Plague - Experience

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What is plague?

Plague is generally defined as epidemic disease or affliction that causes high mortality or widespread calamity or misery (for example, the biblical plagues of Egypt cited in the Bible). However, the first definition, in most medical dictionaries, define plague as a disease caused by bacteria. This article will only discuss plague as caused by the bacterium Yersinia pestis.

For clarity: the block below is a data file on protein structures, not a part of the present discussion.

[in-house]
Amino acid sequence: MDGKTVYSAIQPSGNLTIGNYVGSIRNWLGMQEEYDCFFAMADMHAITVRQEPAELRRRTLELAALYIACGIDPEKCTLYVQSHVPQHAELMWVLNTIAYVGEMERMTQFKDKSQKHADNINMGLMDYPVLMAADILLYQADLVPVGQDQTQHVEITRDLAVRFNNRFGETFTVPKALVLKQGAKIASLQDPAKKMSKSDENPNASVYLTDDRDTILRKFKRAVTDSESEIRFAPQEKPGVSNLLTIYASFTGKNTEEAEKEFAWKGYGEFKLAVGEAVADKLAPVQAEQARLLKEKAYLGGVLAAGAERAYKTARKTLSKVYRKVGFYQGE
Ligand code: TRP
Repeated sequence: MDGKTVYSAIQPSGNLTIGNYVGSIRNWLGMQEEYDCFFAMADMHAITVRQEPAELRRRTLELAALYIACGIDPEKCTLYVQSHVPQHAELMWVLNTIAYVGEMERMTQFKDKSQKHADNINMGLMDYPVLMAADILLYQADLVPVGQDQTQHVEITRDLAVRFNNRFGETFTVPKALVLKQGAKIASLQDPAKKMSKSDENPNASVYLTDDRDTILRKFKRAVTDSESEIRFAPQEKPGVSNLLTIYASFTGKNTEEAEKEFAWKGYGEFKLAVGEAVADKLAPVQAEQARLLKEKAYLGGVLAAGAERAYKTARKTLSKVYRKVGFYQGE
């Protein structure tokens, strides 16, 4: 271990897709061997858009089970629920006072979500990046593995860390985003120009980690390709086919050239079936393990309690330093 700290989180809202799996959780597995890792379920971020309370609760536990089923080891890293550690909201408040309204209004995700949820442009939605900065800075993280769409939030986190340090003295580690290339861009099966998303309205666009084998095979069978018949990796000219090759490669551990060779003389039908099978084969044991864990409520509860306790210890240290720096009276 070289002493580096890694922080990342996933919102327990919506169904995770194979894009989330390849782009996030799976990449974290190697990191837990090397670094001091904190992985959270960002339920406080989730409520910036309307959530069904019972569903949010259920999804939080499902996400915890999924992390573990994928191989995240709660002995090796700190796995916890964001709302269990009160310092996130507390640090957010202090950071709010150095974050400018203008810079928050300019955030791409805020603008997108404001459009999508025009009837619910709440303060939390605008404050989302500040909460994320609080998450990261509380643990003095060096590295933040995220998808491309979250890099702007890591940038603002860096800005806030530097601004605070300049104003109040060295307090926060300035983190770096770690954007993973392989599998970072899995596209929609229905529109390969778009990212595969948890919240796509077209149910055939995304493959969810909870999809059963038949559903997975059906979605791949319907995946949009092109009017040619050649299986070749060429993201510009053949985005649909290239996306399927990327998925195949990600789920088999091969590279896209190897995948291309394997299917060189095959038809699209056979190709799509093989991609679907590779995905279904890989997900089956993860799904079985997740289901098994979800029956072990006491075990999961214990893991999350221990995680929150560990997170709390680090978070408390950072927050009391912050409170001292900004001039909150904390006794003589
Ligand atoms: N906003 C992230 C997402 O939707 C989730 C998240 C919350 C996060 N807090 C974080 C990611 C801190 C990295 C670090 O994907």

Plague, a disease that is endemic in some animal populations (mainly rodents), is caused by the Yersinia pestis bacterium. This bacterium can be transmitted to humans, usually by a vector such as fleas. Plague usually starts with a flea bite where Y. pestis is transmitted from the flea bite site to lymph nodes that swell (buboes). This type of plague is termed bubonic plague. The bacteria can spread into the bloodstream and eventually infect other organs. In some patients, the bacteria can enter the bloodstream without lymph node swelling (termed septicemic plague); in others, the patients can inhale or swallow droplets that contain Y. pestis that infect the lungs (termed pneumonic plague). Death occurs in about 50%-90% of all people who develop infection with Y. pestis and are not treated; even with treatment, about 15% of infected people will still die. Epidemics of this devastating disease have occurred many times in the past. Skin areas and buboes in untreated people may become dark or a black color as the disease progresses, so plague was originally termed "Black Death." In addition, it has been associated with the term pestilence that the Merriam-Webster Dictionary defines as "a contagious or infectious epidemic disease that is virulent and devastating; especially: bubonic plague."

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